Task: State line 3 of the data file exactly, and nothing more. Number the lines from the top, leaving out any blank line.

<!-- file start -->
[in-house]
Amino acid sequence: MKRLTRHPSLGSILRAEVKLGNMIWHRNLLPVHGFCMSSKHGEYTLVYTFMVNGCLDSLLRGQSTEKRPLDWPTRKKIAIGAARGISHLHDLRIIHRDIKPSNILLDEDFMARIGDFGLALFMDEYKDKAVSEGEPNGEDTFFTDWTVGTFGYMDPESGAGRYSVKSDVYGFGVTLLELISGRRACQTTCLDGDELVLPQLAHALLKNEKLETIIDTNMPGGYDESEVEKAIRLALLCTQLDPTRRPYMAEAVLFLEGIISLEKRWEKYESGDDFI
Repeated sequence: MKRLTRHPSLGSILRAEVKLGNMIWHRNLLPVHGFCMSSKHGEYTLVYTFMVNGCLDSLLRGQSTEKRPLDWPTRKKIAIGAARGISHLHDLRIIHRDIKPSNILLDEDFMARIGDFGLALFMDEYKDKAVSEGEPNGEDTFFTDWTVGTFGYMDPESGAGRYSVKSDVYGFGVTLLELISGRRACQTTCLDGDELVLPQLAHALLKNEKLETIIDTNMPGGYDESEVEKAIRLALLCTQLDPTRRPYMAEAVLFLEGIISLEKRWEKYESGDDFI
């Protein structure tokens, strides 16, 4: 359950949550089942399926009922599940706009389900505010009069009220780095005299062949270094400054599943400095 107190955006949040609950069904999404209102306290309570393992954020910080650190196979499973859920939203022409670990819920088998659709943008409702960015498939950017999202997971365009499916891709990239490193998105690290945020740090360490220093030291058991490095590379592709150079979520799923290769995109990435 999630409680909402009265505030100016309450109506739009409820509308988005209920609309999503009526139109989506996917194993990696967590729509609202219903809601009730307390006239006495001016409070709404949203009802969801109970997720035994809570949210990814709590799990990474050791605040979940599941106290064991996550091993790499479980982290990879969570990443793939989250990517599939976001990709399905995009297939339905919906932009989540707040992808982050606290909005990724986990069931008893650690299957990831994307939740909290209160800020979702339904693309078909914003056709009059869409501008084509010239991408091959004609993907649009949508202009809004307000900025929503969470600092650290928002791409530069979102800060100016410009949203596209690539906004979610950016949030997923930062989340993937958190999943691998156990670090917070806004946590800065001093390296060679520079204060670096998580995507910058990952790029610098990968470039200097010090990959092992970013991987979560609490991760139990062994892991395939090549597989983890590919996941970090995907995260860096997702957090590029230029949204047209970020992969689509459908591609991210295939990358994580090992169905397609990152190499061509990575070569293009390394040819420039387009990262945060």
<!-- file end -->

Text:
Repeated sequence: MKRLTRHPSLGSILRAEVKLGNMIWHRNLLPVHGFCMSSKHGEYTLVYTFMVNGCLDSLLRGQSTEKRPLDWPTRKKIAIGAARGISHLHDLRIIHRDIKPSNILLDEDFMARIGDFGLALFMDEYKDKAVSEGEPNGEDTFFTDWTVGTFGYMDPESGAGRYSVKSDVYGFGVTLLELISGRRACQTTCLDGDELVLPQLAHALLKNEKLETIIDTNMPGGYDESEVEKAIRLALLCTQLDPTRRPYMAEAVLFLEGIISLEKRWEKYESGDDFI